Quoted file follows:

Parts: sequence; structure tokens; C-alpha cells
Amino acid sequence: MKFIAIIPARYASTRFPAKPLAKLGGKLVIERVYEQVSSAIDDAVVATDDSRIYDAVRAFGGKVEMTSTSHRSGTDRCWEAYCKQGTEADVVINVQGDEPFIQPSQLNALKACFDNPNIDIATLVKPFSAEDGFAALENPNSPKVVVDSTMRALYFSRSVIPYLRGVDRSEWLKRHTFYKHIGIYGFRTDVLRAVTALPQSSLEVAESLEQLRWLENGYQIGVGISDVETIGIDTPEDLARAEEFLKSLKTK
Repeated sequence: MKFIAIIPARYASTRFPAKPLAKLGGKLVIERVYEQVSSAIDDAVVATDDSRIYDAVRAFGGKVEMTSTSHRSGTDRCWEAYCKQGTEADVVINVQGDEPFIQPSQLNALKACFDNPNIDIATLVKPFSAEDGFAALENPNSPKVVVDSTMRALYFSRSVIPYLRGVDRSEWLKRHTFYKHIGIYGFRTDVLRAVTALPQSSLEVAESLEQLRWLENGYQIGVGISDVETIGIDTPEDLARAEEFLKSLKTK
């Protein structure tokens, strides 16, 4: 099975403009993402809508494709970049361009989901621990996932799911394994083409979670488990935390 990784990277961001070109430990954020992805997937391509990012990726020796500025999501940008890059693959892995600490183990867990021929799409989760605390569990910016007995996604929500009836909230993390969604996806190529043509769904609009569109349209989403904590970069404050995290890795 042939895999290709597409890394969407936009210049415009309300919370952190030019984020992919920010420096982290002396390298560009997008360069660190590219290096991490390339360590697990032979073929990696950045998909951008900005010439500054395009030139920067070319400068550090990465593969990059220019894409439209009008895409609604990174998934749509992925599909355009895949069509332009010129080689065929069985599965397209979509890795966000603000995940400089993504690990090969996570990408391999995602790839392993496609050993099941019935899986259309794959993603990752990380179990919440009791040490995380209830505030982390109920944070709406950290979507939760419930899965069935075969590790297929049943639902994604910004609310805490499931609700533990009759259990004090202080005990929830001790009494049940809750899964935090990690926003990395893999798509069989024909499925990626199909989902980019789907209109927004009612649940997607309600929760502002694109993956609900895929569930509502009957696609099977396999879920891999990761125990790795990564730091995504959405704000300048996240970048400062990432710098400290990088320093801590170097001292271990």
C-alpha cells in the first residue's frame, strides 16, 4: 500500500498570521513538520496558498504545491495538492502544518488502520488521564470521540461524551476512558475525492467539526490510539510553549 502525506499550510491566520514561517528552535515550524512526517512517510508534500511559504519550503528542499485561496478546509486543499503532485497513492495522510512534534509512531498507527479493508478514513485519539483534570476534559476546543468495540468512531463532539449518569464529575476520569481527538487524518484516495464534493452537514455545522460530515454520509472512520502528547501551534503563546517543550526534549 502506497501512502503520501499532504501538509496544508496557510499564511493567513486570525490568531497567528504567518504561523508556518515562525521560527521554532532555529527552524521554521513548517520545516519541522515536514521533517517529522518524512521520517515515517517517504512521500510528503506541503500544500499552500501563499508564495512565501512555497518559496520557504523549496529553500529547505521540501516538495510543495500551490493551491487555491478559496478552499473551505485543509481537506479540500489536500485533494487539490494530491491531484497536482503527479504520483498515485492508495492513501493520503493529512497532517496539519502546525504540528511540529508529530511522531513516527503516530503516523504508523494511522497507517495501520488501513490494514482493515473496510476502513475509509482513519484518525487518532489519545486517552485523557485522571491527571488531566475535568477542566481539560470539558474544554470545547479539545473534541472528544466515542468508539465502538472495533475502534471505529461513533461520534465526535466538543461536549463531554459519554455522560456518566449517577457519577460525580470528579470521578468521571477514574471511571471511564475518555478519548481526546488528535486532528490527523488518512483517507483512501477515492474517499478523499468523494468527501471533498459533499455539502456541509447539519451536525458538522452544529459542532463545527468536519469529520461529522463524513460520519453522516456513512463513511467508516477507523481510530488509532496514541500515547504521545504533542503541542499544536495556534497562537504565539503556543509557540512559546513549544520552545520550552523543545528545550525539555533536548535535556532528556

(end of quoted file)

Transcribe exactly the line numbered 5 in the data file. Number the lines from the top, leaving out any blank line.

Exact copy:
C-alpha cells in the first residue's frame, strides 16, 4: 500500500498570521513538520496558498504545491495538492502544518488502520488521564470521540461524551476512558475525492467539526490510539510553549 502525506499550510491566520514561517528552535515550524512526517512517510508534500511559504519550503528542499485561496478546509486543499503532485497513492495522510512534534509512531498507527479493508478514513485519539483534570476534559476546543468495540468512531463532539449518569464529575476520569481527538487524518484516495464534493452537514455545522460530515454520509472512520502528547501551534503563546517543550526534549 502506497501512502503520501499532504501538509496544508496557510499564511493567513486570525490568531497567528504567518504561523508556518515562525521560527521554532532555529527552524521554521513548517520545516519541522515536514521533517517529522518524512521520517515515517517517504512521500510528503506541503500544500499552500501563499508564495512565501512555497518559496520557504523549496529553500529547505521540501516538495510543495500551490493551491487555491478559496478552499473551505485543509481537506479540500489536500485533494487539490494530491491531484497536482503527479504520483498515485492508495492513501493520503493529512497532517496539519502546525504540528511540529508529530511522531513516527503516530503516523504508523494511522497507517495501520488501513490494514482493515473496510476502513475509509482513519484518525487518532489519545486517552485523557485522571491527571488531566475535568477542566481539560470539558474544554470545547479539545473534541472528544466515542468508539465502538472495533475502534471505529461513533461520534465526535466538543461536549463531554459519554455522560456518566449517577457519577460525580470528579470521578468521571477514574471511571471511564475518555478519548481526546488528535486532528490527523488518512483517507483512501477515492474517499478523499468523494468527501471533498459533499455539502456541509447539519451536525458538522452544529459542532463545527468536519469529520461529522463524513460520519453522516456513512463513511467508516477507523481510530488509532496514541500515547504521545504533542503541542499544536495556534497562537504565539503556543509557540512559546513549544520552545520550552523543545528545550525539555533536548535535556532528556